Walmart plans to open more small stores than Supercenters in the coming year — marking a first for the quintessential big-box retailer.


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Walmart sharpens focus on small-format stores

October 28th, 2013

BENTONVILLE, Ark. – Walmart plans to open more small stores than Supercenters in the coming year — marking a first for the quintessential big-box retailer.

Walmart executives told analysts at an investment event earlier this month that the company believes that it can wring more growth out of mature markets by taking more sales away from drug stores, dollar stores and ­supermarkets.

In the current fiscal year that begins on February 1, 2014, Walmart is planning to open 120 to 150 Walmart Neighborhood Markets and Walmart Express stores, and only about 115 ­Supercenters.

“We will accelerate growth of our Neighborhood Markets because of their strong returns, consistent comp-sales performance and double-digit net sales increases,” said Walmart U.S. president and chief executive officer Bill Simon at the 20th Annual Meeting for the Investment Community.

“We will continue to build and leverage the Supercenter format, which remains our primary format for growth. We plan to open approximately 115 Supercenters next year, including relocations and ­expansions.

“The combination of large and small store formats will allow us to strengthen our market share position and give customers convenient access to shop for food and general merchandise, as well as access to our e-commerce offerings.”

Simon described how Walmart’s growth strategy would play out, using an actual (unnamed) market as an example. Walmart currently has three Supercenters in that market, and they are very profitable, with each averaging more than $100 million in annual sales.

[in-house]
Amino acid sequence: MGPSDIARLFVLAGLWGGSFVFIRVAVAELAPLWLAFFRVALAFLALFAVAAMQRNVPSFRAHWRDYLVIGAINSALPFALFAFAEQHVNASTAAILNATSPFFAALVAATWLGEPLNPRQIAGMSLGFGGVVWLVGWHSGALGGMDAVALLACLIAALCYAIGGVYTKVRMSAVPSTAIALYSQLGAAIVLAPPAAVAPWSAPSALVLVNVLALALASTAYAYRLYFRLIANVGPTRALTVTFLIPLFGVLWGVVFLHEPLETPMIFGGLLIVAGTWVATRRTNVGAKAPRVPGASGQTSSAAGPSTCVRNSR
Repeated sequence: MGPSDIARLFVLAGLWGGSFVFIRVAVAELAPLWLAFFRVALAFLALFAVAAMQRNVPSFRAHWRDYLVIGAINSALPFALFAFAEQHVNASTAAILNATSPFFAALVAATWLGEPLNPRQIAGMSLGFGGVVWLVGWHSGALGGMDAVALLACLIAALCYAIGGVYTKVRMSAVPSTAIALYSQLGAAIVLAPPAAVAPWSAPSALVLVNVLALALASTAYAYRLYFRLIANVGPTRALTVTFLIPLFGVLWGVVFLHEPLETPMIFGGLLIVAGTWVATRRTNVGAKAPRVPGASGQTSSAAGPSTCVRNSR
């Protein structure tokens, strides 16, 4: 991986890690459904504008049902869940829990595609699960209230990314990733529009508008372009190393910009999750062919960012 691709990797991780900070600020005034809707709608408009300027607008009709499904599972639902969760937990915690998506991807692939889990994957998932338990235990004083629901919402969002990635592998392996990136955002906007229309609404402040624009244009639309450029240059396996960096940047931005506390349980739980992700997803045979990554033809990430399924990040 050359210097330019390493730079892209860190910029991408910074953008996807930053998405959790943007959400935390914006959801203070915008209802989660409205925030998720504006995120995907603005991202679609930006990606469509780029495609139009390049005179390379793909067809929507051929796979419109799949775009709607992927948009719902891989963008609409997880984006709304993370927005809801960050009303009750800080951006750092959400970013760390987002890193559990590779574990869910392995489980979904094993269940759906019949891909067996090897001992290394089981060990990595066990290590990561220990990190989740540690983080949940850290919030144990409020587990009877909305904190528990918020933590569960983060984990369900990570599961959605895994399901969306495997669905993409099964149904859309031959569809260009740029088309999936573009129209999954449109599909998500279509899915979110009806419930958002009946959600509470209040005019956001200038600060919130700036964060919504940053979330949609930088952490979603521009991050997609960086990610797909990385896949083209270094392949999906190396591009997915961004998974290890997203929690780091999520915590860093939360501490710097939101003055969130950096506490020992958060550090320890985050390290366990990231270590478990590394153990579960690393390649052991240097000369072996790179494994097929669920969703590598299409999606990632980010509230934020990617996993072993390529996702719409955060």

Walmart opened the last of those stores in 2003, reckoning that the market could not support another Supercenter. But since then more than 30 drug, grocery and dollar stores have opened in the market, many of which are located closer to where Walmart’s customers actually live.

“We’ve been pleased with the performance of these [Supercenters], but we’re clearly not capturing all the growth we should be able to capture in this market.”

In markets like this, which Simon described as typical in the United States, Walmart intends to open Neighborhood Markets and Walmart Express stores to try to capture some of those sales that are being lost to other channels, including drug stores.

Simon pointed out that Walmart introduced the Neighborhood Market stores in 1999, and it took 10 years for the ­format to generate $1 billion in sales. Walmart currently has about 300 of these stores — which average approximately 40,000 square feet — in ­operation.

“Over the next three years we’ll grow this format to over $12 billion, and we have plans to add more than 400 units, bringing the total count to well over 700 units. And we’re adding convenience to the format. Increasingly you’ll see us use fuel as a major piece from a convenience perspective for the stores as we add them to the pipeline.

“We’re also very excited about the possibilities with Walmart Express. The customer response has been very, very good,” he said.

Simon added that customers visiting its smaller stores will be able to pick up merchandise delivered from local Supercenters or ordered online. That should allow a Walmart Express to have the sales of a much larger store, he said.

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